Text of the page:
COMMENT | So, do we finally have a two-party system? No, we don’t.
“We were too drunk on our own Kool-Aid, and this is a sobering lesson for us which we'll remember for the rest of our lives."
- Khairy Jamaluddin, member of the opposition
COMMENT | As someone who took a big gulp of Kool-Aid and wrote this, I’m thankful to de facto PKR leader Anwar Ibrahim who reminded us that one election does not a democracy make. One wonders though when the circus of 1MDB issue peters out, what kind of bread would be offered?
So, do we finally have a two-party system? No, we do not. Not in the kind of way that an egalitarian Malaysia needs. As someone who has spent a great deal of time and effort promoting that line of propaganda – the many emails from Malaysiakini readers reminding me that it was propaganda is testament to my doggedness in pursuing an objective, I suppose - I have to concede when I am wrong. Malaysia has no real opposition, hence there is no two-party system. Not yet.
Malaysiakini columnist Nathaniel Tan may call the current opposition ineffectual, but it amounts to the same thing. We have currently no opposition to the Pakatan Harapan regime. Tan seems to think that the BN model is over but it is not. The BN model was a corruption – what isn’t for this regime? – of the old Alliance model, where Malay power structures ostensibly shared power with non-Malay power groups.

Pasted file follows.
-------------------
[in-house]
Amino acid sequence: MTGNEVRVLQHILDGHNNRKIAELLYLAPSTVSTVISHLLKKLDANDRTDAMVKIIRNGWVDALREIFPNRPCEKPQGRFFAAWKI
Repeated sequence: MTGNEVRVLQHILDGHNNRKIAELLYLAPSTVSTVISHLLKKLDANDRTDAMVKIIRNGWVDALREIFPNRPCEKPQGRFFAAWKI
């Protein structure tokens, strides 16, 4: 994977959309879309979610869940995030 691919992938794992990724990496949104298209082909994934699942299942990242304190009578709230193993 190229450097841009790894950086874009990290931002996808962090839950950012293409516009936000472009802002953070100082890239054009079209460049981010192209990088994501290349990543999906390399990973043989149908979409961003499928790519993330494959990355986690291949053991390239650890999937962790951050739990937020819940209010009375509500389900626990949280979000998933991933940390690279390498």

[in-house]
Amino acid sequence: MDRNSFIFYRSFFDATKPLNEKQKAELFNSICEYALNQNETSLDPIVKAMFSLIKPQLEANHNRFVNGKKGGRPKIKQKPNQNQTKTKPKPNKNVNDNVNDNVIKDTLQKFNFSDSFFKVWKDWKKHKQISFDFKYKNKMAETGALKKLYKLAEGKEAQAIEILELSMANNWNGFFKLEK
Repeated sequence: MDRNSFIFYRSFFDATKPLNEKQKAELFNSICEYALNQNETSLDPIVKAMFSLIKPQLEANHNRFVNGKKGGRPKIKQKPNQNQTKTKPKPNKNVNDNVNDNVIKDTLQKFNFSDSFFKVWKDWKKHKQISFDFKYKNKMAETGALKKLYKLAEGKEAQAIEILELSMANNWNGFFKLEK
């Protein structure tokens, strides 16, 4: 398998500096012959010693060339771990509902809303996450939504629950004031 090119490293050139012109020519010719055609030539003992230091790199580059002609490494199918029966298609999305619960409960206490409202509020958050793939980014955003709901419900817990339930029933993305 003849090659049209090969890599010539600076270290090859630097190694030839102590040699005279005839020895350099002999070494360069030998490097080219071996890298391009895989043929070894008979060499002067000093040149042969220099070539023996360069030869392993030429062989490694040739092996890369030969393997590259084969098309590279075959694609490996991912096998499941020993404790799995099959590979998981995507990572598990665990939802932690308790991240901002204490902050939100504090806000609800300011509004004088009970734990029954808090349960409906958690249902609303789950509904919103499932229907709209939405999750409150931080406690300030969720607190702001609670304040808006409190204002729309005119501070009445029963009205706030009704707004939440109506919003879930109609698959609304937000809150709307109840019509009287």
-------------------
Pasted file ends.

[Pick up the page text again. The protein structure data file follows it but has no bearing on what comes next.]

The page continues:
To argue that Harapan is not a marriage of convenience is disingenuous. However, it is also disingenuous to claim that all marriages of convenience do not work. It all depends on how much time and effort is put into making the union work and finding common ground, or in this case, mutually beneficial political outcomes. Remember, mutually beneficial political outcomes does not mean that the rakyat profits, it merely means that political parties secure their position.
The main justification by the opposition on why they needed Dr Mahathir Mohamad was because of the Malay vote. Bersatu is a Malay-only organisation, an organisation which Mahathir argued was needed to win over the Malay vote. If you think that this is politically incorrect to say now, remember it is Anwar who claimed that Mahathir was indispensable to regime change. The numbers will tell if there was indeed a Malay tsunami or if the non-Malays votes (in greater numbers) propped up Mahathir, which is a case of history repeating itself.
Detractors of this new game plan were mocked and cursed in the alternative media and on social media. Implying that we are in a post-racial political Malaysia is as dangerous as the reality distortion field that surrounded Najib Razak. That was some Grade A Kool-Aid right there.
When DAP leader and newly-appointed finance minister Lim Guan Eng says he considers himself Malaysian first, it is mendacious and subservient since he sitting at a table with someone who heads a Malay-only organisation, feebly makes noises (with his non-Malay partners) about following the constitution (as if the Malaysian Constitution is not a compromised document) when confronted about "Malay rights" but most importantly, it is a negation of non-Malay cultural identity at the expense of Malay realpolitik, which is the foundation of "ketuananism".
No, if you say it will take time to change the system, fine, but do not in a fascist way negate the subject of race from the conversation, especially when it comes to the non-Malays, to sustain and buttress weakened Malay power structures of this new regime. This does not dismantle the ‘ketuanan’ system, it reinforces...